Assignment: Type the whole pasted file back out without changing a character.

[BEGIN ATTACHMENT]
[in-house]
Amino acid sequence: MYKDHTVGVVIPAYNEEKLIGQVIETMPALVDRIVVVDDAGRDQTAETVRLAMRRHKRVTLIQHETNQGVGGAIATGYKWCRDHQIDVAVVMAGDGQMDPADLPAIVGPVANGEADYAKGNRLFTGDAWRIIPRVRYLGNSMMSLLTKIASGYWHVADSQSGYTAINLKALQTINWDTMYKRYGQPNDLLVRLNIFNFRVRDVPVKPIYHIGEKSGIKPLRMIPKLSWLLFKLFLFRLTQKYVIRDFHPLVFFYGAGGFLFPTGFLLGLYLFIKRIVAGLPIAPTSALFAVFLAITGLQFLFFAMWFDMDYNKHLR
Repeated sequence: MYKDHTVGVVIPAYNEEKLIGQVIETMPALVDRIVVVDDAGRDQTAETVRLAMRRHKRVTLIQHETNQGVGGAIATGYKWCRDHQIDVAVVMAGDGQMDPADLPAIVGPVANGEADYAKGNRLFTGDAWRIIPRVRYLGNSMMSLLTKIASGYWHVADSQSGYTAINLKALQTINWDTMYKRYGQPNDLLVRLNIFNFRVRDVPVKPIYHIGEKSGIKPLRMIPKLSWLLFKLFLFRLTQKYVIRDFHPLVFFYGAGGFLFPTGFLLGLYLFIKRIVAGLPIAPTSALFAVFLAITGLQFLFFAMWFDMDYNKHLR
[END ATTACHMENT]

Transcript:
[in-house]
Amino acid sequence: MYKDHTVGVVIPAYNEEKLIGQVIETMPALVDRIVVVDDAGRDQTAETVRLAMRRHKRVTLIQHETNQGVGGAIATGYKWCRDHQIDVAVVMAGDGQMDPADLPAIVGPVANGEADYAKGNRLFTGDAWRIIPRVRYLGNSMMSLLTKIASGYWHVADSQSGYTAINLKALQTINWDTMYKRYGQPNDLLVRLNIFNFRVRDVPVKPIYHIGEKSGIKPLRMIPKLSWLLFKLFLFRLTQKYVIRDFHPLVFFYGAGGFLFPTGFLLGLYLFIKRIVAGLPIAPTSALFAVFLAITGLQFLFFAMWFDMDYNKHLR
Repeated sequence: MYKDHTVGVVIPAYNEEKLIGQVIETMPALVDRIVVVDDAGRDQTAETVRLAMRRHKRVTLIQHETNQGVGGAIATGYKWCRDHQIDVAVVMAGDGQMDPADLPAIVGPVANGEADYAKGNRLFTGDAWRIIPRVRYLGNSMMSLLTKIASGYWHVADSQSGYTAINLKALQTINWDTMYKRYGQPNDLLVRLNIFNFRVRDVPVKPIYHIGEKSGIKPLRMIPKLSWLLFKLFLFRLTQKYVIRDFHPLVFFYGAGGFLFPTGFLLGLYLFIKRIVAGLPIAPTSALFAVFLAITGLQFLFFAMWFDMDYNKHLR